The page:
Tag Archives: Communication

Go inside the Wizard’s world of news…

We do our best to offer good tips on public relations here on our blog. We also have a subscriber newsletter. Our January issue is filled with tips to make news during the months of January and February.

If you’d like to take a peek at this month’s subscriber newsletter, send your email address to us at info@mynewswizard.com, mention this blog and we’ll send you a copy.

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Filed under Branding, Investor Relations, Marketing, Media Relations, Press Release, Public Relations, Publicity, Social Media

Street smarts or book smarts?

streetsmarts
Many public relations students and new professionals ponder the question, “Should I go to graduate school or get more work experience?”

Essentially, the answer comes down to this: Which is more valuable?

The fact is, both are crucial to success. Let’s start with street smarts. PR, like journalism, is a deadline-driven environment. Public relations professionals often work in a fast-paced environment. On any given day, they are posting comments on their company’s social media sites, fielding questions from the news media, updating their website, and performing many other tasks.

In PR, sometimes you have to react quickly to events of the day. The more experience you have, the better your instincts for finding PR opportunities, as well as managing risks to your company’s reputation.

Experience prepares you to survive and thrive in this fast-paced environment. It gives you the wisdom, judgment and intuition needed to know when – and how – to react to events of the day.

Book smarts, or education, is equally important. In order to thrive in PR, you need both higher-order thinking and technical skills. By that we mean you need to develop the critical thinking and problem-solving skills needed to analyze a situation, think through alternatives, and make sound decisions.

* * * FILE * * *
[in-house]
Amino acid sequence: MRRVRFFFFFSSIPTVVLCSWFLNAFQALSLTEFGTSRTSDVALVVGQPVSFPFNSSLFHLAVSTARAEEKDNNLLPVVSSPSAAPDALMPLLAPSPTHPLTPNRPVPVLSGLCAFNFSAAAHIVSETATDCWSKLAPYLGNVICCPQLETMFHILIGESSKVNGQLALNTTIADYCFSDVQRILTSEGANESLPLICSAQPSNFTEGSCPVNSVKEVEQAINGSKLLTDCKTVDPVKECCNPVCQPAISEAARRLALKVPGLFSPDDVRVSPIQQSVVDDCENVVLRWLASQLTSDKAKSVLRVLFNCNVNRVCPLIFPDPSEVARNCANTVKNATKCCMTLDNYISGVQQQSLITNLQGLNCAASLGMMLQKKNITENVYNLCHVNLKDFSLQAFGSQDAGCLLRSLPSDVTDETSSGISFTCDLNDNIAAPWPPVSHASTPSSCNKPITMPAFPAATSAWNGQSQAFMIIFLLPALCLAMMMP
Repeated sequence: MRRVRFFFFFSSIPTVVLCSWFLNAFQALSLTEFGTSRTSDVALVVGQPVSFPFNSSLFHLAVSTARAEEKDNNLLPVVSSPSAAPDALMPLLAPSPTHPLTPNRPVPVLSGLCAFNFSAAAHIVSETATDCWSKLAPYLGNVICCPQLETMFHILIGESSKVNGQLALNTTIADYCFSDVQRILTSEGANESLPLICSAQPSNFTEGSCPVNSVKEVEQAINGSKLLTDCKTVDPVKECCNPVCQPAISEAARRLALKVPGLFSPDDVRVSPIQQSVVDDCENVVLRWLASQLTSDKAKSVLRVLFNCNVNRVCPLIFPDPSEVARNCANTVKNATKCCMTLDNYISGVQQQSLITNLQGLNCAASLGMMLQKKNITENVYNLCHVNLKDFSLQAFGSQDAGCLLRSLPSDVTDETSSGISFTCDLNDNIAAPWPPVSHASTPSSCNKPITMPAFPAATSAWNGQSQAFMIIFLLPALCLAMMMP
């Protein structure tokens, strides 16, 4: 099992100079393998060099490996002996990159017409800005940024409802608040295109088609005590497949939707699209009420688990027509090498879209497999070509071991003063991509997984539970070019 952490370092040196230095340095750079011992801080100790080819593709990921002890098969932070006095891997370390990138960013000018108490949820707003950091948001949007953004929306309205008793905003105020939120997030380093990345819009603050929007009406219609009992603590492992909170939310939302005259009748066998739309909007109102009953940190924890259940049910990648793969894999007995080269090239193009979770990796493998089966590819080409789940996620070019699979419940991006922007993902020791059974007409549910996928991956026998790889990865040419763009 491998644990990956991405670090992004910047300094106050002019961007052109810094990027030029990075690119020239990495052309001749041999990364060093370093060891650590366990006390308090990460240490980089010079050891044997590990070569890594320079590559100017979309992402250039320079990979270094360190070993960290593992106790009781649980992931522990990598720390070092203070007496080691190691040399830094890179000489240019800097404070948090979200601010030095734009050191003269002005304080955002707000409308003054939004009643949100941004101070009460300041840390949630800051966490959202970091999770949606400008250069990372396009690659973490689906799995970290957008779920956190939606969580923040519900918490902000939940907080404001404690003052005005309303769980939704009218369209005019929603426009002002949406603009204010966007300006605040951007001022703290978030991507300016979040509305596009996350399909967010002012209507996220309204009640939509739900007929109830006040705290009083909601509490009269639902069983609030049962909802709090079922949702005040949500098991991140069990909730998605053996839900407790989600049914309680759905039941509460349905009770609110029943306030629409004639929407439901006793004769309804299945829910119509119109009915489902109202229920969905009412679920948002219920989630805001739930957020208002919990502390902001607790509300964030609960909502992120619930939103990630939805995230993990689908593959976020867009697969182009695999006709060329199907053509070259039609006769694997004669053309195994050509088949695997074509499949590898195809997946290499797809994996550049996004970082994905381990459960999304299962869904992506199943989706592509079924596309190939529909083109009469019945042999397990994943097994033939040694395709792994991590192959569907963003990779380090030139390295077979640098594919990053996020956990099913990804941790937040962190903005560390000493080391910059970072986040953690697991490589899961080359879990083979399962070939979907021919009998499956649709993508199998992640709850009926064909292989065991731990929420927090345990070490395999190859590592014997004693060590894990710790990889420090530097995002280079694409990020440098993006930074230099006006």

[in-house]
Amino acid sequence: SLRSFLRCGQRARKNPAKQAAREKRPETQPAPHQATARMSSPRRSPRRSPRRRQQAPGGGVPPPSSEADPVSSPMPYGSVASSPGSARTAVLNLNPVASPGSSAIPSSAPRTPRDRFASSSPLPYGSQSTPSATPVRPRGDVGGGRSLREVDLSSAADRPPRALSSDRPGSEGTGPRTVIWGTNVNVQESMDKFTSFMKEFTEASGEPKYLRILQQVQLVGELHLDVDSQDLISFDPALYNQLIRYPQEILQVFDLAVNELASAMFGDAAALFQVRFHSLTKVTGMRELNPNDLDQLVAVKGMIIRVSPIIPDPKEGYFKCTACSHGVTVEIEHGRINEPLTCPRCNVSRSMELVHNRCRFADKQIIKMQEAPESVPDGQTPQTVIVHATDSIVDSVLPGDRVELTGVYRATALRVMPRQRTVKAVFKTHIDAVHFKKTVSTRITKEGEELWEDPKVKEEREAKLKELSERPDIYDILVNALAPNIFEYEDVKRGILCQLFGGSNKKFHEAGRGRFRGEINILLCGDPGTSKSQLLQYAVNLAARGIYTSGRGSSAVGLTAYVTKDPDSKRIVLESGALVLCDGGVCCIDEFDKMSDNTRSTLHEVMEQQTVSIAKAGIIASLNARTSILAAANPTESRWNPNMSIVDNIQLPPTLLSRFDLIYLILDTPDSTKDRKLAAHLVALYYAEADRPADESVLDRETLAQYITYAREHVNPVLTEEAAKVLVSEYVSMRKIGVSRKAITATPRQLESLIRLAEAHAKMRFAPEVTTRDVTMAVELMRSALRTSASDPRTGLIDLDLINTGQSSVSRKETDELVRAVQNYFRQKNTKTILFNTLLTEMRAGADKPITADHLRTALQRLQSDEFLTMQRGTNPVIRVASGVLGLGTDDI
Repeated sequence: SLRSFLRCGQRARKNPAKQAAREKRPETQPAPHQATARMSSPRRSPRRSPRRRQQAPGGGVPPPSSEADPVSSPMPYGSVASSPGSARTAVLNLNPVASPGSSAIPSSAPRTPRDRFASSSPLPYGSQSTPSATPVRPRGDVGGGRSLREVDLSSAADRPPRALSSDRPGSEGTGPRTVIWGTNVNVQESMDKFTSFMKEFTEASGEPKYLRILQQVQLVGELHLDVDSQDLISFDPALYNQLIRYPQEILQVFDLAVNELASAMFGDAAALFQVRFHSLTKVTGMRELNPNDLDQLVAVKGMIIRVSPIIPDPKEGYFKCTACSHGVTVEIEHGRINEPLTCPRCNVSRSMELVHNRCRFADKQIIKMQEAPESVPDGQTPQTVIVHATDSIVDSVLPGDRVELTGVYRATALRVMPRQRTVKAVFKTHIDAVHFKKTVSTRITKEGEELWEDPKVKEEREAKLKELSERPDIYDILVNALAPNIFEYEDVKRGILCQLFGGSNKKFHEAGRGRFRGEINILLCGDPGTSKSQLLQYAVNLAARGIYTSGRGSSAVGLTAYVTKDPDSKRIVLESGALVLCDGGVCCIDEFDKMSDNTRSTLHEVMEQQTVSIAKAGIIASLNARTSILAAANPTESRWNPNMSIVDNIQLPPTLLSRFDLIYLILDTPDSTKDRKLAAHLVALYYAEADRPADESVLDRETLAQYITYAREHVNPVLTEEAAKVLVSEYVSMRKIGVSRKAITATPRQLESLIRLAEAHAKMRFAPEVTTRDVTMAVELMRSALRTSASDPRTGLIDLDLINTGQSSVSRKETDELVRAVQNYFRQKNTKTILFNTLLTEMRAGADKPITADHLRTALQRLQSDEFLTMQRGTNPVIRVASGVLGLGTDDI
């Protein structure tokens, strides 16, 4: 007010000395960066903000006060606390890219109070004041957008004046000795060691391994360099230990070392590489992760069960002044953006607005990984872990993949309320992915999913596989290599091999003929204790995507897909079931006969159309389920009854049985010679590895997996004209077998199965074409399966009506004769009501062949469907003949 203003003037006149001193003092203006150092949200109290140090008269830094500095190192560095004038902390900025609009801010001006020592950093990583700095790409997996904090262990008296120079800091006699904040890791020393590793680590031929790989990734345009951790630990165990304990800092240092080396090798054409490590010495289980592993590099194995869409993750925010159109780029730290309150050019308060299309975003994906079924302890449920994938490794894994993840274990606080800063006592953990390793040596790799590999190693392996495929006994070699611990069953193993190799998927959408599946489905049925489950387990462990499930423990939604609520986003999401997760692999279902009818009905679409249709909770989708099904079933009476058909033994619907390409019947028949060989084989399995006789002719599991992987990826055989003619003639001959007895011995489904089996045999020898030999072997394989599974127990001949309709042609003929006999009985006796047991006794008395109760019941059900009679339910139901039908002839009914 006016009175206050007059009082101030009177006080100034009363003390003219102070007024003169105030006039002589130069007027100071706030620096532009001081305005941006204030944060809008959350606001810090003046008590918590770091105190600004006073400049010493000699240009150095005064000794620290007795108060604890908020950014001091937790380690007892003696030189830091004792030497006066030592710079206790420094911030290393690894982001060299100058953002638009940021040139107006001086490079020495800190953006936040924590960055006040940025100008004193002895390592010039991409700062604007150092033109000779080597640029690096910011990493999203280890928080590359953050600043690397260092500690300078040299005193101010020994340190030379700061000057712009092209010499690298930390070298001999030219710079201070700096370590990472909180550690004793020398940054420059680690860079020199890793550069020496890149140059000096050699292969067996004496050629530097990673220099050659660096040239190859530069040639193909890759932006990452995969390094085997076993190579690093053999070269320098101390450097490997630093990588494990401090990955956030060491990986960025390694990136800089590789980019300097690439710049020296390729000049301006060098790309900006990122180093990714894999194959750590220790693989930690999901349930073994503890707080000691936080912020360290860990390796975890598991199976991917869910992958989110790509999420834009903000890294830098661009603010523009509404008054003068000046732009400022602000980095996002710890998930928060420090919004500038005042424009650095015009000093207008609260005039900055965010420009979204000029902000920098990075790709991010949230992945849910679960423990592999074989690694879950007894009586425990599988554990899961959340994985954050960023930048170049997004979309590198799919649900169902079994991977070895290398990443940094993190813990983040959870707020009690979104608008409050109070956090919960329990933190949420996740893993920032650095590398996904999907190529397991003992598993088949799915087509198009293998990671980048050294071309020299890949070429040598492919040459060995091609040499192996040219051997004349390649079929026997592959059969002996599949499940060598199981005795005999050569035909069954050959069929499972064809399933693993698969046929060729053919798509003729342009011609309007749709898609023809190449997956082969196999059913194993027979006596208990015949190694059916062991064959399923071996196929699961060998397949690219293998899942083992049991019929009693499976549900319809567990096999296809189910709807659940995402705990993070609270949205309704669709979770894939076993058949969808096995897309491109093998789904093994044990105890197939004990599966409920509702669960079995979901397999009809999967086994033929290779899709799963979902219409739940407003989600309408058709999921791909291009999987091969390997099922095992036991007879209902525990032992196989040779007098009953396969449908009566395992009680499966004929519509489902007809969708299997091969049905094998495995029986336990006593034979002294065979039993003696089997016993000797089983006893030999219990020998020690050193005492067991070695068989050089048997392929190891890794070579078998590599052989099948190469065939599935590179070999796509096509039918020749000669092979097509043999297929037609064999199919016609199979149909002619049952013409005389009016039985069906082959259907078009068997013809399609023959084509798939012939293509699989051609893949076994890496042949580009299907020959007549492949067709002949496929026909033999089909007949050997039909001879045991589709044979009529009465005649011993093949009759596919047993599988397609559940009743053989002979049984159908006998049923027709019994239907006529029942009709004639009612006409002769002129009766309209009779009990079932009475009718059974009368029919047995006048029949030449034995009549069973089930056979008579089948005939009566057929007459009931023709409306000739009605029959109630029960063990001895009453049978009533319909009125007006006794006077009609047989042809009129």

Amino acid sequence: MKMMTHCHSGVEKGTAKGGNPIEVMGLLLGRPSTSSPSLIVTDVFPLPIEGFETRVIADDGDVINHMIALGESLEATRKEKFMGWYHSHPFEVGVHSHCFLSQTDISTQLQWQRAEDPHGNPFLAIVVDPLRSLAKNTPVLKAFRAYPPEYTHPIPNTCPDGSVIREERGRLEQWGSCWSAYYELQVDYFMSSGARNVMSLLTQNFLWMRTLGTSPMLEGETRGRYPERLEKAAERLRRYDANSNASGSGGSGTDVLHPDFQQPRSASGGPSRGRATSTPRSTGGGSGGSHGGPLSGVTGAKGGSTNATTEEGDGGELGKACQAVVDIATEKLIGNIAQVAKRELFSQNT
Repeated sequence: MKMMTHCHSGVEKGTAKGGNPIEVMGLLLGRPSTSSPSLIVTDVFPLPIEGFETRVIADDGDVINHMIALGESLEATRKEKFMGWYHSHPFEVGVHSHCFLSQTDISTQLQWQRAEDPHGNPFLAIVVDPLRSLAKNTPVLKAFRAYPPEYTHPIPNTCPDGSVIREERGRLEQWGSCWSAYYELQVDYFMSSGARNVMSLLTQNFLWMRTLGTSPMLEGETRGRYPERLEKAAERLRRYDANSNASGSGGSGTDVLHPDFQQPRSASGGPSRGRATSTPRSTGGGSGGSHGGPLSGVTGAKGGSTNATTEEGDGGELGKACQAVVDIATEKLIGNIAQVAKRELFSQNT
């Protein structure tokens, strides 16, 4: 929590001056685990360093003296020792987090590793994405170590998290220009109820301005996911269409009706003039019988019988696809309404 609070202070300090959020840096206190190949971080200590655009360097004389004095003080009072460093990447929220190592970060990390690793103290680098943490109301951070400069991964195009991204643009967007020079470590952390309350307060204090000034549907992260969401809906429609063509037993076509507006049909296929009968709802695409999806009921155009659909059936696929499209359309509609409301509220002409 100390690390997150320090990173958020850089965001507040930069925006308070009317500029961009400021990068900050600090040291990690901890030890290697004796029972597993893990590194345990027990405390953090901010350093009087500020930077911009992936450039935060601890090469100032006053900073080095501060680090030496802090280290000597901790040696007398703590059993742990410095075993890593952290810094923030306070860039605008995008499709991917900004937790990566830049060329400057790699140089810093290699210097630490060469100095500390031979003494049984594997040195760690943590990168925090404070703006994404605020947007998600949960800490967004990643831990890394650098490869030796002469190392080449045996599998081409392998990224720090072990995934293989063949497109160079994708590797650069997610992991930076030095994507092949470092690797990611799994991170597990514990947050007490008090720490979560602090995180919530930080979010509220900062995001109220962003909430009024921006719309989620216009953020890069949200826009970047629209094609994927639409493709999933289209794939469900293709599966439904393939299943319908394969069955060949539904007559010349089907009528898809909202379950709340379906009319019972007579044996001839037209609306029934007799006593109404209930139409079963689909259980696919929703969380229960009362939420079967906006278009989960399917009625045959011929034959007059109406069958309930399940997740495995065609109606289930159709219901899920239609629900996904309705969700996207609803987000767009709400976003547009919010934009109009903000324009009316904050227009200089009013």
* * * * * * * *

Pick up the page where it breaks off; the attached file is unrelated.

You also must develop specific technical skills, such as multimedia storytelling and writing for various types of platforms (i.e., the web, newsletters, etc.). A good education can help you become a better writer and editor, and help you learn to write for different audiences.

Education can also expose you to some of the best thinking in your profession.

The bottom line: PR and communications are constantly evolving. Both education and experience can play a huge role in your success.

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Filed under Entry Level PR, Media Relations, Public Relations, Social Media

Building media relationships…

building

For all of you businesspeople, fundraisers, sales and communications professionals out there, you know that in order to be successful you must do one thing really well: Build relationships.

The same is true in generating media coverage for your organization. It takes time to build relationships with journalists. But when you do, the rewards can be great. Here’s some advice to start building relationships with journalists:

Learn who covers your industry for your regional and trade media. Local print reporters often have so-called “beats” such as business, health and fitness, arts, sports, and so on. Find out who is writing about your area of expertise and follow their stories.